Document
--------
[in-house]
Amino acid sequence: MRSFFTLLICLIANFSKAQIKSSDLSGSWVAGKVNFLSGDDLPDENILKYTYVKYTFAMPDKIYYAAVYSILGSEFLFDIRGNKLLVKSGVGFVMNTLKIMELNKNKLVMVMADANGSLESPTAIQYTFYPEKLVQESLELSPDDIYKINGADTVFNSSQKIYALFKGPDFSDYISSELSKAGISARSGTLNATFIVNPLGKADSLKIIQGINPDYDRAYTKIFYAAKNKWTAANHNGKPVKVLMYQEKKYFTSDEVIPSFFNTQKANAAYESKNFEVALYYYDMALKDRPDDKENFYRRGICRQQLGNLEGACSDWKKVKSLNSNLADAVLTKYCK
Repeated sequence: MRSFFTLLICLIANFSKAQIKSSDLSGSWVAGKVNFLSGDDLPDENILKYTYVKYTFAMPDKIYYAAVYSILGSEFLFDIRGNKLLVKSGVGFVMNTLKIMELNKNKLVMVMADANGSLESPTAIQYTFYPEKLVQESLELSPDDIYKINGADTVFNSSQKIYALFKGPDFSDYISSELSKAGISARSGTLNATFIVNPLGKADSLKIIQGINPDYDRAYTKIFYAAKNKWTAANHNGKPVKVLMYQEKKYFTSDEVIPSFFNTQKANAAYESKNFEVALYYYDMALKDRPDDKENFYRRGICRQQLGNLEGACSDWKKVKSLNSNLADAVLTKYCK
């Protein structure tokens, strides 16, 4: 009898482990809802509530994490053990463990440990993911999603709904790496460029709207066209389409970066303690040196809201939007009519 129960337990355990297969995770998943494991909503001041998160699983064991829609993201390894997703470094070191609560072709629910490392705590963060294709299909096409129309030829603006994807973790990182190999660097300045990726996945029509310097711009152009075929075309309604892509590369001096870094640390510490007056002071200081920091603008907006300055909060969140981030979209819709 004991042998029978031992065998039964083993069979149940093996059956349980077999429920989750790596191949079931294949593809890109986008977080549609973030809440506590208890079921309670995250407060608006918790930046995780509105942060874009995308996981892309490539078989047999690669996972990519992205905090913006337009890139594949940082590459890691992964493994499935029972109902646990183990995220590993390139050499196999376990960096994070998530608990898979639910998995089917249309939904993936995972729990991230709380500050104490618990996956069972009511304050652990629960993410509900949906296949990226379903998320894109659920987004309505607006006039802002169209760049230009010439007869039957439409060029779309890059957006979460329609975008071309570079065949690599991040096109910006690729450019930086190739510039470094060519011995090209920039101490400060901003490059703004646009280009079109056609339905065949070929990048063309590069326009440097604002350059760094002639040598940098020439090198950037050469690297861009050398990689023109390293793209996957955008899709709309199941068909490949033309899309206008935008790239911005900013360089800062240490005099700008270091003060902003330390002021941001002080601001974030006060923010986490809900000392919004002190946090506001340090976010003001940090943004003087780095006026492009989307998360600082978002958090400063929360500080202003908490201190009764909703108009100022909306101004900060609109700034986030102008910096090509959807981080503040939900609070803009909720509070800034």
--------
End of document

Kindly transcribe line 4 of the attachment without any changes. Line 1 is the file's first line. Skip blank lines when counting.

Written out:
């Protein structure tokens, strides 16, 4: 009898482990809802509530994490053990463990440990993911999603709904790496460029709207066209389409970066303690040196809201939007009519 129960337990355990297969995770998943494991909503001041998160699983064991829609993201390894997703470094070191609560072709629910490392705590963060294709299909096409129309030829603006994807973790990182190999660097300045990726996945029509310097711009152009075929075309309604892509590369001096870094640390510490007056002071200081920091603008907006300055909060969140981030979209819709 004991042998029978031992065998039964083993069979149940093996059956349980077999429920989750790596191949079931294949593809890109986008977080549609973030809440506590208890079921309670995250407060608006918790930046995780509105942060874009995308996981892309490539078989047999690669996972990519992205905090913006337009890139594949940082590459890691992964493994499935029972109902646990183990995220590993390139050499196999376990960096994070998530608990898979639910998995089917249309939904993936995972729990991230709380500050104490618990996956069972009511304050652990629960993410509900949906296949990226379903998320894109659920987004309505607006006039802002169209760049230009010439007869039957439409060029779309890059957006979460329609975008071309570079065949690599991040096109910006690729450019930086190739510039470094060519011995090209920039101490400060901003490059703004646009280009079109056609339905065949070929990048063309590069326009440097604002350059760094002639040598940098020439090198950037050469690297861009050398990689023109390293793209996957955008899709709309199941068909490949033309899309206008935008790239911005900013360089800062240490005099700008270091003060902003330390002021941001002080601001974030006060923010986490809900000392919004002190946090506001340090976010003001940090943004003087780095006026492009989307998360600082978002958090400063929360500080202003908490201190009764909703108009100022909306101004900060609109700034986030102008910096090509959807981080503040939900609070803009909720509070800034």